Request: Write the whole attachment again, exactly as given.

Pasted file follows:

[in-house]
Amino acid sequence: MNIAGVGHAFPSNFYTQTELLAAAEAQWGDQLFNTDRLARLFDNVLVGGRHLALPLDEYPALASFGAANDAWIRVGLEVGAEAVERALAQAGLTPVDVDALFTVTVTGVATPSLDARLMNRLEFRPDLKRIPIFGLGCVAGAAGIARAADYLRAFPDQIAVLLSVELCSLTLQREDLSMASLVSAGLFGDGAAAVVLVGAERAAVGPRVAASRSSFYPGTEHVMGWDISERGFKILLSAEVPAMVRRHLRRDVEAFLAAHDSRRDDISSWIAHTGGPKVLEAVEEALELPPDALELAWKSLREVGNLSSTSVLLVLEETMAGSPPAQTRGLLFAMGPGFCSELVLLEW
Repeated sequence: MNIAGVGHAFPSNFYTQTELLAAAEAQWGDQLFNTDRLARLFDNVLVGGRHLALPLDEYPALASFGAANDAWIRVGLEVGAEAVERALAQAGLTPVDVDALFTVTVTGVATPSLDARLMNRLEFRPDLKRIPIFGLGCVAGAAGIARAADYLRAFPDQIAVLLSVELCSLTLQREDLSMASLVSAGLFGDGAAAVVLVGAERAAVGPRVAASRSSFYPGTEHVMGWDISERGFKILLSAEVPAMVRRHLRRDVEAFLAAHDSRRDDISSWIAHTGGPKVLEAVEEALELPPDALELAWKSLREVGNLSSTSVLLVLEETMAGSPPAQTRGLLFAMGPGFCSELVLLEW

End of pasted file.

[in-house]
Amino acid sequence: MNIAGVGHAFPSNFYTQTELLAAAEAQWGDQLFNTDRLARLFDNVLVGGRHLALPLDEYPALASFGAANDAWIRVGLEVGAEAVERALAQAGLTPVDVDALFTVTVTGVATPSLDARLMNRLEFRPDLKRIPIFGLGCVAGAAGIARAADYLRAFPDQIAVLLSVELCSLTLQREDLSMASLVSAGLFGDGAAAVVLVGAERAAVGPRVAASRSSFYPGTEHVMGWDISERGFKILLSAEVPAMVRRHLRRDVEAFLAAHDSRRDDISSWIAHTGGPKVLEAVEEALELPPDALELAWKSLREVGNLSSTSVLLVLEETMAGSPPAQTRGLLFAMGPGFCSELVLLEW
Repeated sequence: MNIAGVGHAFPSNFYTQTELLAAAEAQWGDQLFNTDRLARLFDNVLVGGRHLALPLDEYPALASFGAANDAWIRVGLEVGAEAVERALAQAGLTPVDVDALFTVTVTGVATPSLDARLMNRLEFRPDLKRIPIFGLGCVAGAAGIARAADYLRAFPDQIAVLLSVELCSLTLQREDLSMASLVSAGLFGDGAAAVVLVGAERAAVGPRVAASRSSFYPGTEHVMGWDISERGFKILLSAEVPAMVRRHLRRDVEAFLAAHDSRRDDISSWIAHTGGPKVLEAVEEALELPPDALELAWKSLREVGNLSSTSVLLVLEETMAGSPPAQTRGLLFAMGPGFCSELVLLEW